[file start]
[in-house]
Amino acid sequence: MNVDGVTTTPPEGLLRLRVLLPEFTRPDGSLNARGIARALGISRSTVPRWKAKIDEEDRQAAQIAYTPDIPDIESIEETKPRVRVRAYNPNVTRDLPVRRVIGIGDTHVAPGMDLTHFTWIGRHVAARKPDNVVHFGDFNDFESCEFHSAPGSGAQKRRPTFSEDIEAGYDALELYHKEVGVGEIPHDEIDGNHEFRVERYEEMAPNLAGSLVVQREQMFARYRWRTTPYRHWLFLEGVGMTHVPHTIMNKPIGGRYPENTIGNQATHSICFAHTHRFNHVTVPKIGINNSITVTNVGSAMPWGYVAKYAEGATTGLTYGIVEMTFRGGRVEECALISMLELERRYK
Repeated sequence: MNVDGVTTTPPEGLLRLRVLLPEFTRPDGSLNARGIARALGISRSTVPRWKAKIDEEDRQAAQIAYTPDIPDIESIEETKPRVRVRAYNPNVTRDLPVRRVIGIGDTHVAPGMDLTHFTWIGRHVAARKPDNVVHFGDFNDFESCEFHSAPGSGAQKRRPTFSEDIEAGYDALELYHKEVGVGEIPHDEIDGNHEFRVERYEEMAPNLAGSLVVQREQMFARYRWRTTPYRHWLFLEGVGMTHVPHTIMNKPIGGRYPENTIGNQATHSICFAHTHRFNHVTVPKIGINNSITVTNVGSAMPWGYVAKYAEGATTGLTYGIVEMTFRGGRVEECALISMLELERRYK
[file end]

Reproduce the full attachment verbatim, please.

[in-house]
Amino acid sequence: MNVDGVTTTPPEGLLRLRVLLPEFTRPDGSLNARGIARALGISRSTVPRWKAKIDEEDRQAAQIAYTPDIPDIESIEETKPRVRVRAYNPNVTRDLPVRRVIGIGDTHVAPGMDLTHFTWIGRHVAARKPDNVVHFGDFNDFESCEFHSAPGSGAQKRRPTFSEDIEAGYDALELYHKEVGVGEIPHDEIDGNHEFRVERYEEMAPNLAGSLVVQREQMFARYRWRTTPYRHWLFLEGVGMTHVPHTIMNKPIGGRYPENTIGNQATHSICFAHTHRFNHVTVPKIGINNSITVTNVGSAMPWGYVAKYAEGATTGLTYGIVEMTFRGGRVEECALISMLELERRYK
Repeated sequence: MNVDGVTTTPPEGLLRLRVLLPEFTRPDGSLNARGIARALGISRSTVPRWKAKIDEEDRQAAQIAYTPDIPDIESIEETKPRVRVRAYNPNVTRDLPVRRVIGIGDTHVAPGMDLTHFTWIGRHVAARKPDNVVHFGDFNDFESCEFHSAPGSGAQKRRPTFSEDIEAGYDALELYHKEVGVGEIPHDEIDGNHEFRVERYEEMAPNLAGSLVVQREQMFARYRWRTTPYRHWLFLEGVGMTHVPHTIMNKPIGGRYPENTIGNQATHSICFAHTHRFNHVTVPKIGINNSITVTNVGSAMPWGYVAKYAEGATTGLTYGIVEMTFRGGRVEECALISMLELERRYK